Journal of Marine Systems 01/2013; · 2.48 Impact Factor
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    ABSTRACT: Sinking of gelatinous zooplankton biomass is an important component of the biological pump removing carbon from the upper ocean. The export efficiency, e.g., how much biomass reaches the ocean interior sequestering carbon, is poorly known because of the absence of reliable sinking speed data. We measured sinking rates of gelatinous particulate organic matter (jelly-POM) from different species of scyphozoans, ctenophores, thaliaceans, and pteropods, both in the field and in the laboratory in vertical columns filled with seawater using high-quality video. Using these data, we determined taxon-specific jelly-POM export efficiencies using equations that integrate biomass decay rate, seawater temperature, and sinking speed. Two depth scenarios in several environments were considered, with jelly-POM sinking from 200 and 600 m in temperate, tropical, and polar regions. Jelly-POM sank on average between 850 and 1500 m d-1 (salps: 800–1200 m d-1; ctenophores: 1200– 1500 m d-1; scyphozoans: 1000–1100 m d-1; pyrosomes: 1300 m d-1). High latitudes represent a fast-sinking and low-remineralization corridor, regardless of species. In tropical and temperate regions, significant decomposition takes place above 1500 m unless jelly-POM sinks below the permanent thermocline. Sinking jelly-POM sequesters carbon to the deep ocean faster than anticipated, and should be incorporated into biogeochemical and modeling studies to provide more realistic quantification of export via the biological carbon pump worldwide.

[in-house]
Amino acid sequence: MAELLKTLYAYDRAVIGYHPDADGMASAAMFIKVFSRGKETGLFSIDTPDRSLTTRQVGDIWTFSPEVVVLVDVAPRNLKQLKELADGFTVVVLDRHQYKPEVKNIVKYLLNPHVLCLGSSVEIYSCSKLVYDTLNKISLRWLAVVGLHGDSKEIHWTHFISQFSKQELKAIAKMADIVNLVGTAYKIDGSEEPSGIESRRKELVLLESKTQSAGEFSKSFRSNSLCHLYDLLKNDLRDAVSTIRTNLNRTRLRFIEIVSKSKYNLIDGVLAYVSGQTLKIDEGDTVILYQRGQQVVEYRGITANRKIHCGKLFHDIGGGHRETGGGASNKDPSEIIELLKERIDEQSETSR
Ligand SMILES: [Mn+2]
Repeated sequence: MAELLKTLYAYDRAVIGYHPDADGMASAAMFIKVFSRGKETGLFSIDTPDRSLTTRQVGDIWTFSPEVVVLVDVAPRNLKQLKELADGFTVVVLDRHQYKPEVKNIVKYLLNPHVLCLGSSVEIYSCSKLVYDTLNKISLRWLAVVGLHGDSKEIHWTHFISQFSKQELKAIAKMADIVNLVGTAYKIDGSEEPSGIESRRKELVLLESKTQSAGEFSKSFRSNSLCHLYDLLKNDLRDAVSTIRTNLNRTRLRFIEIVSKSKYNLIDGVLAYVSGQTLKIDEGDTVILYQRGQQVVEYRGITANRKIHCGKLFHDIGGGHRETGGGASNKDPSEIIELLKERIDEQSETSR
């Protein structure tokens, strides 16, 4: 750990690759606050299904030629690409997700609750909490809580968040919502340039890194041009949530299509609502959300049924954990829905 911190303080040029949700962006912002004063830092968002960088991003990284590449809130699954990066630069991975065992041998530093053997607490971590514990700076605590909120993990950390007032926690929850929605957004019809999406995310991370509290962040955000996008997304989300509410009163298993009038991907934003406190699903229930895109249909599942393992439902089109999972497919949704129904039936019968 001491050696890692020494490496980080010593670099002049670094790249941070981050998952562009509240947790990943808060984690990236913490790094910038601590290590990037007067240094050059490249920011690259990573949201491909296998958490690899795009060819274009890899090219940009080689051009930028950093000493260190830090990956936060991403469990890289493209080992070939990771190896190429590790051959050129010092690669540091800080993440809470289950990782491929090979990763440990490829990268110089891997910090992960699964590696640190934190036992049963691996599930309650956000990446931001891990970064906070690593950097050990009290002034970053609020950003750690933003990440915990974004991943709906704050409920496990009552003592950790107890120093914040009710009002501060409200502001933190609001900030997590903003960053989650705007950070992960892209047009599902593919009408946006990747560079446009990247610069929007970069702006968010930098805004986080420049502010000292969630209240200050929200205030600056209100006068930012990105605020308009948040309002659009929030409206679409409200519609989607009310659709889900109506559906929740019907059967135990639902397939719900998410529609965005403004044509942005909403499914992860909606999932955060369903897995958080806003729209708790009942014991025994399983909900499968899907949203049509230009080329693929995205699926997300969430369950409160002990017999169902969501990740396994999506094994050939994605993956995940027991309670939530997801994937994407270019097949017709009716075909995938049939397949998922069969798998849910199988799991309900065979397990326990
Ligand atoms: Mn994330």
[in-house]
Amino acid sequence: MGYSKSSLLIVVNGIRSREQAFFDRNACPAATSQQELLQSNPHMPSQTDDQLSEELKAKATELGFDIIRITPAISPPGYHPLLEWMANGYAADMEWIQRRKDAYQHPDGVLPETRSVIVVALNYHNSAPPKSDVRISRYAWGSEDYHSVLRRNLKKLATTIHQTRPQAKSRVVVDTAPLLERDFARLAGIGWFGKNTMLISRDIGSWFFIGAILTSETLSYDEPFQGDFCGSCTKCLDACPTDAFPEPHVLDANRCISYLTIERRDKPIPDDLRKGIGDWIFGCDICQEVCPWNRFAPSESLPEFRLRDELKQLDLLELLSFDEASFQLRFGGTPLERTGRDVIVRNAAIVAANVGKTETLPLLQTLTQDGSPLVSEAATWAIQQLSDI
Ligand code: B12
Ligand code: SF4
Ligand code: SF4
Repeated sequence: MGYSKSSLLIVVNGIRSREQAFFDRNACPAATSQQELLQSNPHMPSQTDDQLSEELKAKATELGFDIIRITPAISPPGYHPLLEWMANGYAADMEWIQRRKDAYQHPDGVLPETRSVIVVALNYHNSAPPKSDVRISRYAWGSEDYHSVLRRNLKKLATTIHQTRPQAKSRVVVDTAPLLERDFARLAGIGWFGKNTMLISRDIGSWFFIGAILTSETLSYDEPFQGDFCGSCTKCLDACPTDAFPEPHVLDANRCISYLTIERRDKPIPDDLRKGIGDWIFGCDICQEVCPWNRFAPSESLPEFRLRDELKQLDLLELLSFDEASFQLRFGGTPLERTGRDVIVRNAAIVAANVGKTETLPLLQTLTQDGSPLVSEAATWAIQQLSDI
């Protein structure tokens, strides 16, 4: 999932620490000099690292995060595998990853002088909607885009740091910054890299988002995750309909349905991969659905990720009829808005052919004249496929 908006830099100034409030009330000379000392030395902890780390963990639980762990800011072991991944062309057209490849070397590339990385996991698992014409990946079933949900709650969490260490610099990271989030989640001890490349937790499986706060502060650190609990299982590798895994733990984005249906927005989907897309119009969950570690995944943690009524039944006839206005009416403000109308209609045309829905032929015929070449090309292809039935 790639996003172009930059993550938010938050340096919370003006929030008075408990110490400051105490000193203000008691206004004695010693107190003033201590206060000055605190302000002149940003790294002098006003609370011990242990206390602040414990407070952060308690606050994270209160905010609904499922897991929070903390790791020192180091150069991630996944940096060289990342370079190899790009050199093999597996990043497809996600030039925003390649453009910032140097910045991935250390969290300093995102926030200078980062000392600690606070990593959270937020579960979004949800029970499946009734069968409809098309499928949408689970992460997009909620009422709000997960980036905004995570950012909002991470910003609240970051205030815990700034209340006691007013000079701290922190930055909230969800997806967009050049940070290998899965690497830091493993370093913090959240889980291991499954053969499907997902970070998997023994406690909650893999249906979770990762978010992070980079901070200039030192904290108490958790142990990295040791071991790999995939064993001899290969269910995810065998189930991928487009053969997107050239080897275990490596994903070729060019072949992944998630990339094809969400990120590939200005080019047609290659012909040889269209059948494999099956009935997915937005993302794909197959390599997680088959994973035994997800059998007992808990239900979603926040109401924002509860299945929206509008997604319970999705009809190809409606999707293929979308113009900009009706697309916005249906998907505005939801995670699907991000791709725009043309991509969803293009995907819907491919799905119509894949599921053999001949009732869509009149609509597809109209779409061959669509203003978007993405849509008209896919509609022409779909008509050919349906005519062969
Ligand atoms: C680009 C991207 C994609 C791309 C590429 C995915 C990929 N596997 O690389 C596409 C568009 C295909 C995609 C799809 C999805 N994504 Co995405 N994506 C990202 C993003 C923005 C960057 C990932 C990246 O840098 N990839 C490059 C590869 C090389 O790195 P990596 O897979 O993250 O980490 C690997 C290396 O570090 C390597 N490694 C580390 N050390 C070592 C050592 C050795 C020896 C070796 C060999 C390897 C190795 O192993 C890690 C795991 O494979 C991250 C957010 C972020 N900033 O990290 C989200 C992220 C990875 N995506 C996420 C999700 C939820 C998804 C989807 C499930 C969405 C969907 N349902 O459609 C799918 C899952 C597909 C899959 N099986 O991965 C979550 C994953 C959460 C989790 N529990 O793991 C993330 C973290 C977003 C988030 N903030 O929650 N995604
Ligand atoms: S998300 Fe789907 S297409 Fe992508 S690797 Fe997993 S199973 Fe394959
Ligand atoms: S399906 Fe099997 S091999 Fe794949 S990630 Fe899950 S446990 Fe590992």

Limnology and Oceanography 01/2013; 58(3):1113–1122. · 3.62 Impact Factor
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    ABSTRACT: During the summer of 2010 and 2011, 20 hauls were performed in the Galicia Bank. In addition the information from Demersal Survey in the Galicia shelf (Northwest of Spain Shelf) was taken into account to analyse the singularity of the Galicia Bank in comparison with the adjacent continental shelf, respect fish assemblages. In this case only was used the hauls (11) made in 2010 and 2011 deeper 500 m, from sectors Miño-Finisterre and Finisterre-Estaca de Bares (Serrano et al., 2010). The sampling unit consisted of 30-minute hauls at a speed of 3.0 knots, using a GOC73 otter trawl for Galicia Bank Survey and Baca 44/60 otter trawl gear for Cantabrian Sea Survey. To analysed fish assemblages, a hierarchical cluster analysis was applied to the species abundance matrix using the Euclidian Distance similarity index. The distance matrix was processed using the UPGMA algorithm Fish Assemblages Galicia Deep Shelf (560-760 m) Top of Bank (751-1025 m) Flank of Bank (>1410 m) Spatial distribution of hauls in Galicia Bank by cluster Results 94 fish species were identified in the Galicia Bank Surveys. Three assemblages were identified. The first dendrogram dichotomy separates the top of the Galicia Bank and the Galicia Deep Shelf from the deep zone of Galicia Bank (Bank flanks). For the first two clusters, one of the most important species (in biomass) is Hoplostethus mediterraneus, and both areas we could consider associated with the Mediterranean Outflow Waters (MOW) (van Aken, 2000). For the Galicia Deep Shelf the main species were Galeus melastomus, Hoplostethus mediterraneus, Chimaera monstrosa and Deania profundorum. The richness in these two years was 43. For the Galican Bank Summit, 40 species were identified, of which 32% were not found during the same period in the Galicia Shelf. The main species (in biomass) were Hoplostethus mediterraneus, Alepocephalus bairdii, Mora moro and Scymnodon ringens. It is important to note, that commercially important and abundant species in the Galican Deep Shelf as Galeus melastomus, Galeus atlanticus, and Merluccius merluccius , Helicolenus datylopterus have not been found in the Galicia Bank.